Besides of Winnipeg Electric Railway as the largest streetcar service provider in Winnipeg, two of other smaller scale streetcar operator newly established in this period also provided minor scale electric railway service in the city. The Winnipeg, Selkirk and Lake Winnipeg Railway Company established in May 25, 1908, provided streetcar service from North Winnipeg to West Selkirk and the west shore of Lake Winnipeg.[11] The Suburban Rapid Transit Company offered electric railway service from West Winnipeg on both sides of the Assiniboine River to Headingley since December 2, 1903. [12] In 1910, Winnipeg, Selkirk and Lake Winnipeg Railway owned 21 miles (33.8 km) tracks and a 12 cars fleet, and Suburban Rapid Transit owned 19 miles (30.58 km) tracks. [9]

Mature Phase (1910-1930)Edit

1910-1920 was the golden era of streetcar in Manitoba's transport history. In Winnipeg, three electric railway corporations both reached the peak of its historical achievement. In 1913 the year before World War I, WInnipeg Electric Railway owned 86.878 miles (139.82 km), which nearly seventh times as many as 1904, and carried 51,106,017 passengers in 1912, which nearly fourth times as many as 1905.[13] Even after the end of First World War, growth of both three electric railway company in Winnipeg achieved the highest peak of their historical records in 1919. In 1919, Winnipeg Electric Railway owned 172.6 miles (277.77 km) tracks, which nearly twice as many as 1913 before the war, and a totally 353 cars fleet. Winnipeg, Selkirk and Lake Winnipeg Railway owned 40 miles (64.37 km) tracks, which nearly twice as many as 1910, and a totally 36 cars fleet in 1919. Suburban Rapid Transit also owns 20.31 miles (32.69 km) tracks and a 10 cars fleet mostly rent from Winnipeg Electric Railway at the same year. [14]

Streetcar service was also available in Brandon, the second major city of Manitoba in this era, when Brandon Municipal Railway was established in June 2, 1913.[15] In 1919, Brandon Municipal Railway in Brandon owned 10.31 miles (16.59 km) tracks and a totally 20 cars fleet. [14]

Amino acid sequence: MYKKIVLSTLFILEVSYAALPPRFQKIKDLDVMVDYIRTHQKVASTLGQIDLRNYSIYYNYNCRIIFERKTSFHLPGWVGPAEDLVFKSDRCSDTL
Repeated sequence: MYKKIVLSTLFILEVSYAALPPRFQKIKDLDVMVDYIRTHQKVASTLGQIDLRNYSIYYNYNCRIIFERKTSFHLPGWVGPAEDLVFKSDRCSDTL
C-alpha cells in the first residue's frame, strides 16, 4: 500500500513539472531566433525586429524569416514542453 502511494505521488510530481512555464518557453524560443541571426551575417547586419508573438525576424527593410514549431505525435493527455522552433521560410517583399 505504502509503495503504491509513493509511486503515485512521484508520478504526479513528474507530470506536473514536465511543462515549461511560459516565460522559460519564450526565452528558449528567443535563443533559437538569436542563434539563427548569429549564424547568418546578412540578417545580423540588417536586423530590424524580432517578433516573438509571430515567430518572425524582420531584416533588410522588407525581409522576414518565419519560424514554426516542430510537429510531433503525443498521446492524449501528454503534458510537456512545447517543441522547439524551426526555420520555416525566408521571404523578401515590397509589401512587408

After 1920 and before 1930, the growth of streetcar system in the whole Manitoba was stagnated, but streetcar was still the major municipal transport in both cities of Winnipeg and Brandon in Manitoba.

Annual passenger carried of Winnipeg Electric Railway from 1910-1913 [13][16]
Years Passengers carried
1910 31,369,421
1911 40,281,245
1912 51,106,017
1913 59,563,757
Total track length of streetcar system in Winnipeg from 1904-1920 (includes both Winnipeg Electric, Winnipeg Selkirk and Suburban Rapid)[7][17][8][18][19][20][9][10][21][13][22][23][24][25][26][14][27]
Years Total track length (in miles)
1904 18
1905 30
1906 37
1907 32
1908 72
1909 96.7
1910 104.5
1911 104.5
1912 104.5
1913 128.625
1914 128.625
1917 180.167
1918 180.167
1919 232.621
1920 174.45

Decline Phase (1930-present)Edit

Since 1930, streetcar service in Manitoba started to declined like most similar system around the major cities worldwide. Brandon was the first city in Manitoba to abandon streetcar system in April 30, 1932 and then replaced by motor bus service owned by MacArthur Transportation Company in July 4 at the same year.[15] In 1938, electric railway companies in Winnipeg made a decision to gradually convert their interurban streetcar lines to motor bus service, and the last streetcar in Winnipeg region was operated as a farewell ceremony in 1955, which announces the end of streetcar era in Manitoba and their role was replaced by motor bus until present.[5]

Quantitative Analysis for Manitoba, CanadaEdit

All the data of passenger carried and track length about the streetcar system in Manitoba was collected from McGraw Electric Manual: The Red Book of American Street Railway Investment from 1898-1920. To estimate the life-cycle of the streetcar system in Manitoba, Canada, research require to use observed data (status (length of system) vs. time), identify the periods of birthing, growth, maturity and decline.

Use the data to estimate a three-parameter logistic function:

S(t) = Smax/[1+exp(-b(t-ti)]

where:

  • S(t) is the status measure,  (e.g. Passenger-km traveled)
  • t is time (usually in years),
  • ti is the inflection time (year in which 1/2 Smax is achieved),
  • Smax is saturation status level, (Choose the maximum length of the streetcar system that you have recorded in the data).
  • b is a coefficient to be estimated.  

A single variable linear regression simply estimates the coefficients c and b in a  model of the form:

Y = bX + c

The question is then, what is y (dependent variable) and what is x (independent variable)